These filters will find either a power guy or a speed guy (both is great, of course) who has an excellent batting eye and thus gets on base. Using those filters early in 2014, a discerning owner would have discovered Mookie Betts tearing up Double-A pitching before he was called up to Triple-A and then the majors. Betts was not on most top prospect lists going into 2014, so to discover him before anyone else would mean monitoring the statistics.
Filters to find the best pitchers
Use a similar approach for pitchers with these metrics:
WHIP — Less than 1.200 shows a pitcher who isn't walking too many and is proving effective at keeping batters off the bases.
BF/IP — Batters Faced per Innings Pitched is designed to look for pitchers who cannot seem to put a team away inning after inning. Look for under 4.10 to show dominance. The best pitchers will have rates under 4.00.
K% — Strikeout rate for pitchers is simply Strikeouts divided by Batters Faced. How many batters did he face, and of those, how many did he strike out? Unlike K/9, this is inning independent, and it protects against those pitchers who put up great K/9 numbers because they simply face more batters. K% is short and to the point and works for both starters and relievers. 20% or higher is what to look for, and 25% is exceptional.
BB% — Walks divided by Batters Faced. Similar to K%, this simplifies things to how many batters did he face, and of those how many did he walk? 8% or less is what to look for.
K%-BB% — As Cmd combines both Dom and Ctl, this measurement protects against extreme pitchers who don't strike out enough batters but whose walk rate is so low we tend to overlook it. We want both a good strikeout rate and a good walk rate. K%-BB% should be at least 15%.
Using these filters back in 2013 would have discovered Matt Wisler putting up great numbers in Double-A before he was on the radar — or tout's lists — for most owners.
Who looks good now?
Using end-of-season stats for Double-A players from Baseball-Reference.com (they provide a handy list of top performing minor leaguers by clicking Minors | Leaders | the three Double-A leagues | 2014 | Batting Leaders / Pitching Leaders), and applying the metrics listed above (plus filtering out older prospects or guys already called up in 2014), we find the following batters:
Obviously, Lindor is already well known. Johnson and Kemp are less so, but both are showing quite good bat control, drawing walks, and showing speed on the base paths. None of them shows much power, but they get on base at a rate that should help them transition to the big leagues while still putting up decent numbers for infielders. In early December 2014, Lindor wass already owned by 18% of CBSsports.com owners, Johnson is only owned by 3% and Tony Kemp wasn't even in their database yet. Those owners looking toward 2015 might keep an eye on Micah Johnson, while those in deep dynasty leagues might note Tony Kemp.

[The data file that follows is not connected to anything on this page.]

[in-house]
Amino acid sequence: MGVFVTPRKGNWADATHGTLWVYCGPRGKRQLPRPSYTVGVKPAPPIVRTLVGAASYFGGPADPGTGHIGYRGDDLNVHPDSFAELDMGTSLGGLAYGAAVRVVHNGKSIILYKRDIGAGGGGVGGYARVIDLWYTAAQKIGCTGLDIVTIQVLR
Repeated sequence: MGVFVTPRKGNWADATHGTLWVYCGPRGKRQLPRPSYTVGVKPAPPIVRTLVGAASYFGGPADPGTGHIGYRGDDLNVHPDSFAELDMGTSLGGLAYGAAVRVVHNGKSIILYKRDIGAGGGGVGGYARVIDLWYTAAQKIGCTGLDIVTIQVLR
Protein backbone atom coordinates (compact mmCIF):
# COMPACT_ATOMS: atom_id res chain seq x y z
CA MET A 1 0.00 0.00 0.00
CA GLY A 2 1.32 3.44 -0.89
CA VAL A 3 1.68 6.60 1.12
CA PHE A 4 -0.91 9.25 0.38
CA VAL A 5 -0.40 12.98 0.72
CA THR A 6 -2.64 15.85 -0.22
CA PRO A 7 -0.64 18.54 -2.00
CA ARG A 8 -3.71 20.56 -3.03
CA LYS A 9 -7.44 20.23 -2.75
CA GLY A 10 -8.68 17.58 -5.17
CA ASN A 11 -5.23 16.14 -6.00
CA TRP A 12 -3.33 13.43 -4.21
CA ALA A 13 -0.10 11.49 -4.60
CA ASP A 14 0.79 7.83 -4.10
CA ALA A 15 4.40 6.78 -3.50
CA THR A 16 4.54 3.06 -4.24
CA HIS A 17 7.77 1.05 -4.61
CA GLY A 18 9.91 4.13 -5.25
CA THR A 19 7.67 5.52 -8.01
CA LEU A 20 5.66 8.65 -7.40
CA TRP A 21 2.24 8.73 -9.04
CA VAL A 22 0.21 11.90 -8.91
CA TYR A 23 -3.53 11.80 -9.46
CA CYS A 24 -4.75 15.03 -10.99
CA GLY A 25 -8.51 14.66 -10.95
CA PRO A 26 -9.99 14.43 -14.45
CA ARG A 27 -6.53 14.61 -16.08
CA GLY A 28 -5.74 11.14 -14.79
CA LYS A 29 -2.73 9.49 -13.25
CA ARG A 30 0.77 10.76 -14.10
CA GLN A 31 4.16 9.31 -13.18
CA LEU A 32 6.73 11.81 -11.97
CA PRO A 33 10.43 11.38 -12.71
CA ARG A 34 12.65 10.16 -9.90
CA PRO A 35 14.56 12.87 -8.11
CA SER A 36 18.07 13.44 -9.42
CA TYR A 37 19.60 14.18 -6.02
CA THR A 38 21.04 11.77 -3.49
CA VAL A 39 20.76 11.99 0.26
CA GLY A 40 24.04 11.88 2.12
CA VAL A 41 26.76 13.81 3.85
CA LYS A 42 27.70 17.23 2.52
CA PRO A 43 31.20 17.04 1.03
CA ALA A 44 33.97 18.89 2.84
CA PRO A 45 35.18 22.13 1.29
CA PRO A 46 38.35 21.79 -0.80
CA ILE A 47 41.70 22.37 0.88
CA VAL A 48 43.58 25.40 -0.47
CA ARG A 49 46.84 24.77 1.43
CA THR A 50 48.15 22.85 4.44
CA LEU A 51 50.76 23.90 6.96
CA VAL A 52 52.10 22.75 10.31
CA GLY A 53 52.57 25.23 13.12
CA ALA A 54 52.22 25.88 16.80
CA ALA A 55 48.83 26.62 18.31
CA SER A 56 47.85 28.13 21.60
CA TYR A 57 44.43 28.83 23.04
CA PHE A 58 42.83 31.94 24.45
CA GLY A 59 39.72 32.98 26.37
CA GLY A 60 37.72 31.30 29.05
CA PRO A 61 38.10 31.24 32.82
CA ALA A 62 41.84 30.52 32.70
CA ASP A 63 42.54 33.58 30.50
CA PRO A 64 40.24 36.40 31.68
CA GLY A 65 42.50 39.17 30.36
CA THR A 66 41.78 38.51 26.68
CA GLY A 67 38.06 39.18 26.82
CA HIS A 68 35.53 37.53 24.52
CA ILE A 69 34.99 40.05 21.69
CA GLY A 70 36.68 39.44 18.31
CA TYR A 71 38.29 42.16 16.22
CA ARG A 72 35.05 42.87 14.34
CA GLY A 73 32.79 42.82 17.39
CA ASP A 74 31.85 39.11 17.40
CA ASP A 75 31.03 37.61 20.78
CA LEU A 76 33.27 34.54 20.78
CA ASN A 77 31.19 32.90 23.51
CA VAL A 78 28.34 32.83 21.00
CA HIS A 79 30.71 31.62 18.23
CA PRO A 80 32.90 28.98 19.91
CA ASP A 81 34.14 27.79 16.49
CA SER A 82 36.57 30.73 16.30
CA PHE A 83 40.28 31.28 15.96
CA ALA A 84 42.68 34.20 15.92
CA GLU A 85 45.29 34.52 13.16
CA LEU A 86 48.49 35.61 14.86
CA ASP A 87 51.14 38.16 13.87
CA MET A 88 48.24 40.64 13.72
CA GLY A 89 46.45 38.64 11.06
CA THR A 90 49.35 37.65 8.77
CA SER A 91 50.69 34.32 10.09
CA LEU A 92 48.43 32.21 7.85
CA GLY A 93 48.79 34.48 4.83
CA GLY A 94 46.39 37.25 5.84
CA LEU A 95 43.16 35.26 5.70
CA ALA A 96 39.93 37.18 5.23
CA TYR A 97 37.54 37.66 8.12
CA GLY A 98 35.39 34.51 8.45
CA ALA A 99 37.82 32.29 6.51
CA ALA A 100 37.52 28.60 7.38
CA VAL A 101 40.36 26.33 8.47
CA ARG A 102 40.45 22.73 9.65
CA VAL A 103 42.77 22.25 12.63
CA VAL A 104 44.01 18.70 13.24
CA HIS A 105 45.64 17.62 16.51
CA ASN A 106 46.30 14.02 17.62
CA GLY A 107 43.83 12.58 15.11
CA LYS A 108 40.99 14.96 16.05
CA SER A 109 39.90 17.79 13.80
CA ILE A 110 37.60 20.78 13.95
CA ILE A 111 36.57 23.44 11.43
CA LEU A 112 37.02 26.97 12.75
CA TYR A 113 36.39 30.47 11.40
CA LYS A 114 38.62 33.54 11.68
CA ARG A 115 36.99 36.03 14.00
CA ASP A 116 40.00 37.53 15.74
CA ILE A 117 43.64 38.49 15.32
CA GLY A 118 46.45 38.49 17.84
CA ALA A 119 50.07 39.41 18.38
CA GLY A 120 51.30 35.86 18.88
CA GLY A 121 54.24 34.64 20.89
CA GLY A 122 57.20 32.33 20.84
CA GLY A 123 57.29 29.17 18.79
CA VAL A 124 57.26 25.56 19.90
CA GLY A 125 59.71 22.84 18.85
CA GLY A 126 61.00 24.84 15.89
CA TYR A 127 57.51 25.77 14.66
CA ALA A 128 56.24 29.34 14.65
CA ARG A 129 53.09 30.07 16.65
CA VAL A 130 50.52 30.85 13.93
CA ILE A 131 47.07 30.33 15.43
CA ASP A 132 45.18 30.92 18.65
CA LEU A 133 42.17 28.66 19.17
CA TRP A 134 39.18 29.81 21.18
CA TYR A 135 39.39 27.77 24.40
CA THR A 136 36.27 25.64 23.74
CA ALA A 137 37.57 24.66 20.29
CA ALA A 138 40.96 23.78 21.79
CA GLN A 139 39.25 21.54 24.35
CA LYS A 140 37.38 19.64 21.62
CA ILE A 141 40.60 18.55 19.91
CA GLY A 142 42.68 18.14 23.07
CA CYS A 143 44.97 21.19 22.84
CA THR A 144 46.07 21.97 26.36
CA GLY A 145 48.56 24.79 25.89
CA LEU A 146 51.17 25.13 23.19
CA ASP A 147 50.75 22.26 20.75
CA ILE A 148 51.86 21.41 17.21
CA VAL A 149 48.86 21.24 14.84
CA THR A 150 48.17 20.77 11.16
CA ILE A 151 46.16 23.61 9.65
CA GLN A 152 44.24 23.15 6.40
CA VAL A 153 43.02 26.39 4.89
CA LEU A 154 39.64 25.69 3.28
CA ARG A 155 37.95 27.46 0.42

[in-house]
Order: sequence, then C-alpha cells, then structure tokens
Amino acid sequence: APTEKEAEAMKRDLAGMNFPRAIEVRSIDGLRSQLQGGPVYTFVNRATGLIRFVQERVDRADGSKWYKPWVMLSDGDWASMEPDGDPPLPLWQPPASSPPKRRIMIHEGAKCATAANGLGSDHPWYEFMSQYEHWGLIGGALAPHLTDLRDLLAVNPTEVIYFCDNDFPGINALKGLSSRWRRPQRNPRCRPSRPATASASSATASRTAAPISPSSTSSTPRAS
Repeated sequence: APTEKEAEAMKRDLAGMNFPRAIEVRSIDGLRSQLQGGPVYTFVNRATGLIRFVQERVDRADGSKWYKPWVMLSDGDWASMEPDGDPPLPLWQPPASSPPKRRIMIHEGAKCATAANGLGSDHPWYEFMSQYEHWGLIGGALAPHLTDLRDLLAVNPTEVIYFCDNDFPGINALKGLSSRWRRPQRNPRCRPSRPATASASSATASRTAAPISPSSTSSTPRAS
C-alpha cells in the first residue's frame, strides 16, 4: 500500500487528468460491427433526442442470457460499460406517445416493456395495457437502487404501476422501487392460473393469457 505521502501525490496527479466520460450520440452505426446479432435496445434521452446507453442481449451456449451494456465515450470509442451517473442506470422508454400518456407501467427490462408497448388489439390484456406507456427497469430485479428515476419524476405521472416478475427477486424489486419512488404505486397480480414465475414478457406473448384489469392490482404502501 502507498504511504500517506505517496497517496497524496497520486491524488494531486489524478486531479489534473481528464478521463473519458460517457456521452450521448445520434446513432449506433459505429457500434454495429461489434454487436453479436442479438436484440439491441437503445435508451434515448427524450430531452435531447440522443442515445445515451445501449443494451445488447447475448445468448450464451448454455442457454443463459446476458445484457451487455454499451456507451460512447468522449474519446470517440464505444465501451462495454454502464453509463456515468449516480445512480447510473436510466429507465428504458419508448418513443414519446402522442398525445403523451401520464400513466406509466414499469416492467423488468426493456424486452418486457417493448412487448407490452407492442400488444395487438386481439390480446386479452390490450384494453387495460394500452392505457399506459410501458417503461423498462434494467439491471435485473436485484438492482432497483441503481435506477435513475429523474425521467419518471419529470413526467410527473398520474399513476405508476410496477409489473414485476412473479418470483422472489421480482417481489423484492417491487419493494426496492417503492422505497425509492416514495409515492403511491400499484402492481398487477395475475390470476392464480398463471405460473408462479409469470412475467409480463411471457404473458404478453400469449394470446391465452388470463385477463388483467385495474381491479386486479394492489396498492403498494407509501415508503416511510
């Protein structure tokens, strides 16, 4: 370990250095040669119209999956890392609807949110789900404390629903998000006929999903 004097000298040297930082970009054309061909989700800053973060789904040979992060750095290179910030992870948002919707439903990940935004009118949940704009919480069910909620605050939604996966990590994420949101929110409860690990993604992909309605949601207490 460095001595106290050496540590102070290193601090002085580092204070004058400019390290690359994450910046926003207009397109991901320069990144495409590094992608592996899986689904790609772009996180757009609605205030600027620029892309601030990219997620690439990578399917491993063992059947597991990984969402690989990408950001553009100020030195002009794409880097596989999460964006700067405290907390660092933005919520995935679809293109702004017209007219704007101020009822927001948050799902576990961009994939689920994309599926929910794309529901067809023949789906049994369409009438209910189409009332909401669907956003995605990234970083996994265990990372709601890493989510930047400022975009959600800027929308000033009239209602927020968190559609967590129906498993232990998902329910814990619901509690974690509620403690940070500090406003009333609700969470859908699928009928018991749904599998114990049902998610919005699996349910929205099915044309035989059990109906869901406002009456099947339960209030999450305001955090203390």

Using the pitching metrics yielded the following pitchers:
Winkler has been in the news for both his Tommy John surgery that will keep him out for a good chunk of 2015, as well being an Atlanta Braves Rule 5 draftee. Steven Matz and Christian Binford both made several hot prospects lists in 2014 and are already probably on owner's radars. But Cravy and Johnson also put up great numbers in Double-A, yet Johnson is only owned by 1% of CBSsports.com owners and Cravy is not even in their database yet.
This method works best in-season, such as in June or July when prospects in Single-A or Double-A are first putting themselves on our radars. Doing this at the end of the season turns up prospects who already made headlines and got picked up. Plus most leagues do not allow offseason pickups of free agents, so to notice a guy in the offseason just means waiting until spring to get him, by which time he might be on several prospect lists. Still, even in the offseason the method can help us focus on some unheralded players who are putting up solid numbers across the board. This article focused on Double-A, but the same method can be used for Single-A players too, and these are usually even less known (and are more speculative).
Will all of these players make it to the major leagues? Not necessarily, they could stumble along the way through the minor leagues. It's not until they dominate Double-A that we should really sit up and notice, and even then some will fail as they reach Triple-A or the major leagues. Some of these players are too young to know for sure how they will ultimately pan out.